Small Revolutions“Dumplin’” Shows the Value in Empowering Fat Children

a plus-size white teen with long, blonde, curly hair smiles at a flashing camera

Danielle Macdonald as Willowdean Dickson in Dumplin’ (Netflix)

In the opening scene of Dumplin’, Netflix’s new adaptation of Julie Murphy’s 2015 novel, the audience gets a glimpse into the childhood of Willowdean Dickson (Danielle Macdonald). As she waits for her aunt Lucy (Hillary Begley) outside a donut shop, a sweet smile on her chubby face, a couple of boys begin taunting her—making “oinking” sounds and calling her a pig. By the time Lucy comes outside, Willowdean is visibly crushed and on the verge of tears. “Pay them no mind, Willowdean,” Lucy tells her, “The world is filled with people who are going to try to tell you who you are, but that’s for you to decide. You hear me?” Lucy’s words of encouragement immediately restore her smile.

In many ways, Dumplin’ is a story about what an affirming childhood can do for a fat child’s self-esteem. Most parents want to protect their children from trauma, but in doing so, too many end up echoing the very value judgments about weight that are used to disparage their children in the first place. In turn, these children internalize the lie that they’re unworthy even before the rest of the world reinforces it. Lucy, however, raises Willowdean to see herself as worthy—to be free-spirited and confident in spite of the messages she receives to the contrary.

Willowdean’s mother, Rosie (Jennifer Aniston), is not only thin and conventionally beautiful, but her title of Miss Teen Bluebonnet 1991 has made her a local celebrity. She’s now the pageant’s director and invests in its organization to the detriment of her relationship with her daughter. Willowdean is left longing to have a connection with Rosie, but, in many ways, their fractured relationship saves her from internalizing her mother’s fatphobia. Rosie’s allegiance to rigid Western beauty standards creates an immutable barrier between herself and her daughter: Rosie constantly polices what she eats; refuses to stop calling her daughter “Dumplin,’” though Willowdean expresses her aversion to it time and again; and subtly distances herself from her daughter because she’s ashamed of her. Rosie is not capable of seeing Willowdean as a full person because she considers fat bodies unworthy of love.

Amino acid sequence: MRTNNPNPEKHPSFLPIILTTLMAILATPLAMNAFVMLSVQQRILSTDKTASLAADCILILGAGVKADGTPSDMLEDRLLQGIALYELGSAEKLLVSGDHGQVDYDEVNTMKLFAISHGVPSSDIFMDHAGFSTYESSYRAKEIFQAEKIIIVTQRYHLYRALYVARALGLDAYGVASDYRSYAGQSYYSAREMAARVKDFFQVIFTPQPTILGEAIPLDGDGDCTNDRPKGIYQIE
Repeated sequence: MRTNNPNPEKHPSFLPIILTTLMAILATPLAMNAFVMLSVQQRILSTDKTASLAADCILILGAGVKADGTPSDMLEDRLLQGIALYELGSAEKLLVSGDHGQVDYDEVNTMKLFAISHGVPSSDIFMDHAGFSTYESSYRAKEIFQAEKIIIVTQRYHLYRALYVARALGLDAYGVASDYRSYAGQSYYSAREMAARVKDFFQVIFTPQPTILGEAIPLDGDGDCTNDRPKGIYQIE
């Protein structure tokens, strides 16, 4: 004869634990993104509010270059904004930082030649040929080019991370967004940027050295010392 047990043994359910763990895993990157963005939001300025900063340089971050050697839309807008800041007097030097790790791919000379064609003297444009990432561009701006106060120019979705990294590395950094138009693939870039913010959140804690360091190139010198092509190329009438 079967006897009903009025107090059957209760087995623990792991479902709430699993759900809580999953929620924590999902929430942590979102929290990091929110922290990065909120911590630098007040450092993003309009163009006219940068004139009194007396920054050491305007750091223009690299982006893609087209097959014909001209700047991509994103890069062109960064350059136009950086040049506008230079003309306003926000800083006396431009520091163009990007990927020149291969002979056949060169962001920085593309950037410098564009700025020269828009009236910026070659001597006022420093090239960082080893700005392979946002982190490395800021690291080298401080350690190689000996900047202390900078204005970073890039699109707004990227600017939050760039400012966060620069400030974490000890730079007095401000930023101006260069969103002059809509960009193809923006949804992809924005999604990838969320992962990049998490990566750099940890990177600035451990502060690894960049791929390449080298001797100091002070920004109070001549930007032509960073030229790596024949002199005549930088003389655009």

In Rosie’s absence, Lucy becomes a maternal figure who constantly validates and affirms Willowdean, building a foundation that protects her from her own mother’s rejection. The juxtaposition in Rosie and Lucy’s parenting styles magnifies the tremendous responsibility that comes with raising children at the margins of society. For children who are exposed to the indiscriminate nature of oppression from an early age, homes either become a refuge from violence or an extension of it. Willowdean is confident and self-assured because Lucy intentionally empowers her through guidance and words of encouragement, but more importantly, by modeling body positivity. Lucy is a fat woman, and unlike Rosie, she does not participate in diet culture and defies the stereotype that fat women are unhappy or otherwise dissatisfied with their appearance. And while that doesn’t necessarily make Willowdean immune to the difficulties of navigating a fatphobic world, it certainly makes it a lot more manageable.

Most of the film takes place in the aftermath of Lucy’s death, but her spirit continues to guide Willowdean through difficult times. Towards the beginning of the film, Rosie drops Willowdean off at school and calls her Dumplin’ loud enough for a few school bullies to hear. As she walks through the halls, one of the bullies loudly makes fun of her. She initially ignores him, seemingly caught between the opposing forces of feeling insecure and shying away, and standing up for herself the way her aunt would’ve wanted her to. But when he begins taunting another fat girl named Millie (Maddie Baillio), she walks over to him and knees him in the groin.